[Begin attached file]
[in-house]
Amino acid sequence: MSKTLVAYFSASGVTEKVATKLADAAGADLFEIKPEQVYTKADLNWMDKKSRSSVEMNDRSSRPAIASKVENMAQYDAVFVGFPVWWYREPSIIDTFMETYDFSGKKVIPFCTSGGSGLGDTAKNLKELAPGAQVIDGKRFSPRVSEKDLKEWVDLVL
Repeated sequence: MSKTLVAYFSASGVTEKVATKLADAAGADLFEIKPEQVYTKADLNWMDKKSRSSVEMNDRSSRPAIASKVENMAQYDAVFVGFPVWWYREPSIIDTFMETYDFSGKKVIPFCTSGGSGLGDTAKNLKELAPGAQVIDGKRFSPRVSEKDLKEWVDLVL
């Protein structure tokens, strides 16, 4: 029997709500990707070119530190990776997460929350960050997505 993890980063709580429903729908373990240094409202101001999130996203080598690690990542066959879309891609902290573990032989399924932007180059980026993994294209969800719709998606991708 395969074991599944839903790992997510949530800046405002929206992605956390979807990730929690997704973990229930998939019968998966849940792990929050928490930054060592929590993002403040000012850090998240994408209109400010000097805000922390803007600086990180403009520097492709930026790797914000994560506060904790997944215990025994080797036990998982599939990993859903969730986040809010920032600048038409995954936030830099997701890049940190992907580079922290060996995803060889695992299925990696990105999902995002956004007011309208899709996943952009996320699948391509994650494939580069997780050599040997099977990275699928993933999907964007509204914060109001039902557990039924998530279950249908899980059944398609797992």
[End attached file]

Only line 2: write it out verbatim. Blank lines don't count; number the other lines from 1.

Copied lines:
Amino acid sequence: MSKTLVAYFSASGVTEKVATKLADAAGADLFEIKPEQVYTKADLNWMDKKSRSSVEMNDRSSRPAIASKVENMAQYDAVFVGFPVWWYREPSIIDTFMETYDFSGKKVIPFCTSGGSGLGDTAKNLKELAPGAQVIDGKRFSPRVSEKDLKEWVDLVL